Fair enough, I thought.

On Friday I nearly went and bought a poppy out of sympathy, after reading about the disruption of the Armistice Day Silence by a crowd of fanatics burning a poppy and shouting  Islamist abuse. As much as I feel for the cause of the Muslim world against the western Axis of Evil, that was just rude. When a nation is remembering and showing respect to their dead, you keep quiet no matter what.

But then only hours later, at a railway station, I changed my mind again when I saw this bill board ad for the poppy appeal:

I thought, hold on, you poor young kid with a prosthetic leg, you’re only twentysomething years old. There hasn’t been an occupying force, or a threat of one in your country within your life time, how come you’ve been to war? Oh, so you were killing people in somebody else’s country, uninvited, when you got your leg blown off?

I see. Won’t be getting a poppy then. Sorry mate, I know it’s not your fault.

## How To Use A Brake.

September 25, 2010

Yesterday, setting off from the Corner my brake fell off. Had it happened at any speed it would’ve been ugly, the caliper gripped the rotating wheel, pulled to the end of the cable and jammed. Of course, I had to take the issue of the potential dangers of having a brake into the office to the headmaster.

“My brake fell off man, you’d want to go out and have a look, that could’ve been dangerous.”

“Oh don’t give me that, you’re not one of these people coming in to say, my brake tried to kill me.”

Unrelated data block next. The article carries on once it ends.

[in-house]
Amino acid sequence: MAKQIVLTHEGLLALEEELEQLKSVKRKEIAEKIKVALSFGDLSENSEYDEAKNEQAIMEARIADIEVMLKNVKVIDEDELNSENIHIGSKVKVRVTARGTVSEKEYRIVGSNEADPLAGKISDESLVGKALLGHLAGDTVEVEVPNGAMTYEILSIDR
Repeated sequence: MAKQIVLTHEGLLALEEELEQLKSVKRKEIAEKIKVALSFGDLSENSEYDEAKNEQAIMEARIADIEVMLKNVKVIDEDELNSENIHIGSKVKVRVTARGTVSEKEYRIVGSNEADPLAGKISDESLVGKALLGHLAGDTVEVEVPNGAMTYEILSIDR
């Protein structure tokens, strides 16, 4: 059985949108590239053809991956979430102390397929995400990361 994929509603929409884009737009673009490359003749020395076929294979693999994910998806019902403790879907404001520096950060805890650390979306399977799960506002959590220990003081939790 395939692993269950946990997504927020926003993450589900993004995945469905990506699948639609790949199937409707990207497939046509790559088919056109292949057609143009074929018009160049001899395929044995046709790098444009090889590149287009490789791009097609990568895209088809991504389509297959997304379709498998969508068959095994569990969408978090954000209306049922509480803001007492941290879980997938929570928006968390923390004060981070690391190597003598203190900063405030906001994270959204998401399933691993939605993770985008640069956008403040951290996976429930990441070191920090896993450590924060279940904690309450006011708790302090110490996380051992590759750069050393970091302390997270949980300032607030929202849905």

“Well…”

“It’s only incompetence on behalf of the brake user — “

“Or the mechanic… (fully acknowledging that in this case they are the one and same person, the incompetent me.)”

“The thing is, people don’t know how to use the brake. You don’t just pull it. You use it like you caress a woman’s breast. You don’t attack it. You approach it carefully. If you don’t know how to do it — “

And then he proceeds to demonstrate. Not on me for chrissake, on the imaginary breast above the desk. But hold on, is he saying I can’t use a brake, or that I can’t caress a breast? Or both?

Thanks for that, you live you learn.

Rest of the day went brakeless then. Because of the Creative policy of requiring their riders to have a working brake, I’ve had one for some time now, and have found it quite convenient for slowing down in hills and coming up to traffic. It does save my legs and I use it frequently. It does create additional sense of security, either real or imagined: I could stop if I needed to. Maybe.